Play this song while you read this article. It might make it seem much more poignant. Maybe too poignant, verging on cheesy. Time will tell. It’s a good song, anyway.
On the 21st of March, 2016, Barack Obama became the first US president to step foot in Cuba since 1928. He met with Raul Castro in a press conference which covered such topics as equal pay for women, universal healthcare, human rights, and political prisoners. Decades after the USA’s unofficial invasion was beaten back in the Bay of Pigs by impassioned Cuban guerillas, Fidel Castro’s younger brother yesterday smiled for the cameras and joined Obama in a historic handshake, reconciling the friendship between the two countries.
I’ve spoken to Cuban people. They want this. They want the American way of life, the shiny new cars, the high wages, the holidays and luxurious lifestyle. Maybe it’s not my place to say, I haven’t lived in Cuba, but what I saw there convinced me that Cubans don’t need American culture, or anyone else’s culture but their own. I read an article today saying that Google has vowed to bring high speed internet to the country. Why?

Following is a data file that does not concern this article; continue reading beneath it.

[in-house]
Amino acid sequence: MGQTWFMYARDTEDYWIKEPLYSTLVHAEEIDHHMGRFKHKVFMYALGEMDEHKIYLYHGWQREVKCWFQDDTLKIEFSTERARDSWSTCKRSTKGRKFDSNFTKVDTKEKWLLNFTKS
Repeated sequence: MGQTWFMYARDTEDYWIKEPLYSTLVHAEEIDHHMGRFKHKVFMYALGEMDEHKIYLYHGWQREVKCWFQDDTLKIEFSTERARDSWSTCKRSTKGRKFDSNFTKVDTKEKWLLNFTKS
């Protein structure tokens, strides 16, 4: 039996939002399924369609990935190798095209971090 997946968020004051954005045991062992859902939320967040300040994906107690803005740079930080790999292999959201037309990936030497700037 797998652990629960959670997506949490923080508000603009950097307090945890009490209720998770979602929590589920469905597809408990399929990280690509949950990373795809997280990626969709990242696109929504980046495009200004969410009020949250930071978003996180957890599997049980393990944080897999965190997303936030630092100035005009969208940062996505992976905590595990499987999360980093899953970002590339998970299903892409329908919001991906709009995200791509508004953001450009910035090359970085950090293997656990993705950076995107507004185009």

Go to Havana, or Santa Clara, or Vinales, even Cienfuckingfeugos, and walk through the cobbled streets as the sun sets. The Cubans come outside. Old men play checkers in the street. Girls whistle at boys, boys show off for girls, and they all drink rum together on the malecon. Writers and artists and jineteros and prostitutes mingle in the hectic salsa clubs and parks and smoke filled bars. People serve hot food out of their bedroom windows. Noisy families pile into the back of rumbling taxis that threaten to shudder apart at any second. Everyone knows everyone. Everyone talks. Everyone dances.
The small, fiercely passionate island nation holds a special place in my heart. Whatever the thawing of relations with the US brings to Cuba, I just hope it takes nothing away.